Preview abstract Our approach, which we call Embeddings for Language/Image-aligned X-Rays, or ELIXR, leverages a language-aligned image encoder combined or grafted onto a fixed LLM, PaLM 2, to perform a broad range of tasks. We train this lightweight adapter architecture using images paired with corresponding free-text radiology reports from the MIMIC-CXR dataset. ELIXR achieved state-of-the-art performance on zero-shot chest X-ray (CXR) classification (mean AUC of 0.850 across 13 findings), data-efficient CXR classification (mean AUCs of 0.893 and 0.898 across five findings (atelectasis, cardiomegaly, consolidation, pleural effusion, and pulmonary edema) for 1% (~2,200 images) and 10% (~22,000 images) training data), and semantic search (0.76 normalized discounted cumulative gain (NDCG) across nineteen queries, including perfect retrieval on twelve of them). Compared to existing data-efficient methods including supervised contrastive learning (SupCon), ELIXR required two orders of magnitude less data to reach similar performance. ELIXR also showed promise on CXR vision-language tasks, demonstrating overall accuracies of 58.7% and 62.5% on visual question answering and report quality assurance tasks, respectively. These results suggest that ELIXR is a robust and versatile approach to CXR AI. View details
    Large Language Models Encode Clinical Knowledge
    Sara Mahdavi
    Jason Wei
    Hyung Won Chung
    Nathan Scales
    Ajay Tanwani
    Heather Cole-Lewis
    Perry Payne
    Martin Seneviratne
    Paul Gamble
    Abubakr Abdelrazig Hassan Babiker
    Nathanael Schaerli
    Philip Mansfield
    Dina Demner-Fushman
    Katherine Chou
    Juraj Gottweis
    Nenad Tomašev
    Alvin Rajkomar
    Joelle Barral
    Nature (2023)
    Preview abstract Large language models (LLMs) have demonstrated impressive capabilities, but the bar for clinical applications is high. Attempts to assess the clinical knowledge of models typically rely on automated evaluations based on limited benchmarks. Here, to address these limitations, we present MultiMedQA, a benchmark combining six existing medical question answering datasets spanning professional medicine, research and consumer queries and a new dataset of medical questions searched online, HealthSearchQA. We propose a human evaluation framework for model answers along multiple axes including factuality, comprehension, reasoning, possible harm and bias. In addition, we evaluate Pathways Language Model (PaLM, a 540-billion parameter LLM) and its instruction-tuned variant, Flan-PaLM on MultiMedQA. Using a combination of prompting strategies, Flan-PaLM achieves state-of-the-art accuracy on every MultiMedQA multiple-choice dataset (MedQA, MedMCQA, PubMedQA and Measuring Massive Multitask Language Understanding (MMLU) clinical topics), including 67.6% accuracy on MedQA (US Medical Licensing Exam-style questions), surpassing the prior state of the art by more than 17%. However, human evaluation reveals key gaps. To resolve this, we introduce instruction prompt tuning, a parameter-efficient approach for aligning LLMs to new domains using a few exemplars. The resulting model, Med-PaLM, performs encouragingly, but remains inferior to clinicians. We show that comprehension, knowledge recall and reasoning improve with model scale and instruction prompt tuning, suggesting the potential utility of LLMs in medicine. Our human evaluations reveal limitations of today’s models, reinforcing the importance of both evaluation frameworks and method development in creating safe, helpful LLMs for clinical applications. View details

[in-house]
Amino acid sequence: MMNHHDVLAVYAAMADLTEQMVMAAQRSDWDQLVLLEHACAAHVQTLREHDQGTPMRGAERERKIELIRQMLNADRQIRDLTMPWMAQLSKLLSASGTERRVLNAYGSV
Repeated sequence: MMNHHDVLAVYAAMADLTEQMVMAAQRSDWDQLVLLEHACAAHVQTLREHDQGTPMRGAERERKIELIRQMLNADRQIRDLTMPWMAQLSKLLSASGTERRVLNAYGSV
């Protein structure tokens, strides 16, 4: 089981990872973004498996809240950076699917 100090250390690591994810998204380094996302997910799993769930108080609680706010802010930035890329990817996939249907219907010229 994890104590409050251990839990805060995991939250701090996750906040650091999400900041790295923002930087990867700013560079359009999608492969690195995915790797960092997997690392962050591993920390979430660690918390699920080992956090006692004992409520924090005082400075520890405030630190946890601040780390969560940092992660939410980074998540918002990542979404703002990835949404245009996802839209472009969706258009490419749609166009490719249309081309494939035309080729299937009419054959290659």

Enhancing diagnostic accuracy of medical AI systems via selective deferral to clinicians
    Dj Dvijotham
    Melih Barsbey
    Sumedh Ghaisas
    Robert Stanforth
    Nick Pawlowski
    Patricia Strachan
    Zahra Ahmed
    Yoram Bachrach
    Laura Culp
    Mayank Daswani
    Jan Freyberg
    Atilla Kiraly
    Timo Kohlberger
    Scott Mayer McKinney
    Basil Mustafa
    Krzysztof Geras
    Jan Witowski
    Zhi Zhen Qin
    Jacob Creswell
    Shravya Shetty
    Terry Spitz
    Taylan Cemgil
    Nature Medicine (2023)